INS v. National Center for Immigrants' Rights, Inc., 502 U.S. 183, 12 (1991)

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Opinion of the Court

sanctioned in Carlson was wholly consistent with Congress' intent: "Detention [was] part of [the Internal Security Act]. Otherwise aliens arrested for deportation would have opportunities to hurt the United States during the pendency of deportation proceedings." 342 U. S., at 538. Thus, the statutory policy that justified the detention was the congressional determination that the presence of alien Communists constituted an unacceptable threat to the Nation.

In this case, the stated and actual purpose of no-work bond conditions was " 'to protect against the displacement of workers in the United States.' " 48 Fed. Reg. 51142 (1983) (citation omitted). We have often recognized that a "primary purpose in restricting immigration is to preserve jobs for American workers." Sure-Tan, Inc. v. NLRB, 467 U. S. 883, 893 (1984); see also 8 U. S. C. 1182(a)(14) (defining as a class of excludable aliens those "seeking to enter the United States, for the purpose of performing skilled or unskilled labor" without the appropriate authorization).8 The contested regulation is wholly consistent with this established concern of immigration law and thus squarely within the scope of the Attorney General's statutory authority.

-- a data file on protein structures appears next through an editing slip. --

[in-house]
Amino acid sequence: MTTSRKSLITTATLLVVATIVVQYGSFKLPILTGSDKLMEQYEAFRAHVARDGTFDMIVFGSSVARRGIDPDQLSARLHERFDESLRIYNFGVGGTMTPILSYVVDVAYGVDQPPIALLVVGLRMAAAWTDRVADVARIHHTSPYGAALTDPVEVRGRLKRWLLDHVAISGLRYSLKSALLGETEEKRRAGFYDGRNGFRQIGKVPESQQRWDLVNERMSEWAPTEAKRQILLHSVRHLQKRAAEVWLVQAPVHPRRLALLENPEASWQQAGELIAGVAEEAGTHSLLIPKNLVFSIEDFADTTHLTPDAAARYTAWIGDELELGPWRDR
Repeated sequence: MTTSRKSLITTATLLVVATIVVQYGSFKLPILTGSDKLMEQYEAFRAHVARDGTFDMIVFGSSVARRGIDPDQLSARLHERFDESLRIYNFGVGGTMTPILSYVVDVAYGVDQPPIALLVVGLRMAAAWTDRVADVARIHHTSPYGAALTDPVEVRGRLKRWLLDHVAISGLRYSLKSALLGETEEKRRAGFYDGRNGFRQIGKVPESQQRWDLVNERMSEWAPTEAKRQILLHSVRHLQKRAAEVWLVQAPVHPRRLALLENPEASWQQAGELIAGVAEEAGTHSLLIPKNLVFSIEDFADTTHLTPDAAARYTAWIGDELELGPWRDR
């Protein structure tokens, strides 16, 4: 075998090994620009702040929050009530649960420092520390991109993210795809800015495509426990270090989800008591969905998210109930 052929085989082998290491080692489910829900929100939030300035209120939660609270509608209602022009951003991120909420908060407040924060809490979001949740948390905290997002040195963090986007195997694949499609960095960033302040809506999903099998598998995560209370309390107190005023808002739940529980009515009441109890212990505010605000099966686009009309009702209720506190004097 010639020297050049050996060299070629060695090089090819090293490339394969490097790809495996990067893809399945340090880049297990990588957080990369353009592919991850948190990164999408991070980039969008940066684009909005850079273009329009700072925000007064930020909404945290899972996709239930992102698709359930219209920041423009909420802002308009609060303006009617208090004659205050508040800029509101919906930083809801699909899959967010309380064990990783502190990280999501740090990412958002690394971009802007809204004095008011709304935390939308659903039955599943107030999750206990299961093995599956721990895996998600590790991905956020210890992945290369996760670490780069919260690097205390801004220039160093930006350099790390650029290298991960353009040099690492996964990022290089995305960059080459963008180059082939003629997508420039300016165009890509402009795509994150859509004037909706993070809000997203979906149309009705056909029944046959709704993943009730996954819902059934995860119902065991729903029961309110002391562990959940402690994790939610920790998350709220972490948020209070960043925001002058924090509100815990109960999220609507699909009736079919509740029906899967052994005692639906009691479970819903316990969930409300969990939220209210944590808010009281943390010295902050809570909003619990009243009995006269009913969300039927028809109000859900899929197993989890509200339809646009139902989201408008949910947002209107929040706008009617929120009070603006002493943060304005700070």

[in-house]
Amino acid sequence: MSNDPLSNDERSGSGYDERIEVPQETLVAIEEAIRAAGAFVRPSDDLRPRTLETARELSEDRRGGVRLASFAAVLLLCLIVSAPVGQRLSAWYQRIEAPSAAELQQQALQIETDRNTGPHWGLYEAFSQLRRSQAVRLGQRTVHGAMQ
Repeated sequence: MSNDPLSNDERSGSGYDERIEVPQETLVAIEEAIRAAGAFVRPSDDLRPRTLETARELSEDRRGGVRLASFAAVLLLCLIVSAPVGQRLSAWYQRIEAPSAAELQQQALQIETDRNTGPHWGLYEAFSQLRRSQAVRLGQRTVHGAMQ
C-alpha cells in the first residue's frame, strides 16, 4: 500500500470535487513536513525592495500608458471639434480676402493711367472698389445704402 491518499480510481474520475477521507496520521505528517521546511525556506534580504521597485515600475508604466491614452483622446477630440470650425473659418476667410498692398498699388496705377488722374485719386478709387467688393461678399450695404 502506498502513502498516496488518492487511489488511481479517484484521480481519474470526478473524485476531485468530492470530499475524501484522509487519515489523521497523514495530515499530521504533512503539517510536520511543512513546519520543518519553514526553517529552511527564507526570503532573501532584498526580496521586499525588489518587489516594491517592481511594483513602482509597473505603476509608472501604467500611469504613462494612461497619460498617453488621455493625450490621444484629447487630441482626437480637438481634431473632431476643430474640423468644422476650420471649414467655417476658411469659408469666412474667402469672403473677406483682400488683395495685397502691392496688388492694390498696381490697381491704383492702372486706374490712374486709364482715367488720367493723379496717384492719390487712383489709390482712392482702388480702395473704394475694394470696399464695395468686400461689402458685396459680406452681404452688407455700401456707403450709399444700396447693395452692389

As a related ground supporting invalidation of the regulation, the Court of Appeals ruled that the regulation did not provide for "individualized decisions" as required by the Act. We agree that the lawful exercise of the Attorney General's discretion to impose a no-work condition under 1252(a) requires some level of individualized determination. Indeed in the absence of such judgments, the legitimate exercise of

8 For an early statement of this policy, see H. R. Rep. No. 1365, 82d Cong., 2d Sess., 50-51 (1952) (discussing the INA's "safeguards for American labor"). This policy of immigration law was forcefully recognized most recently in the IRCA.

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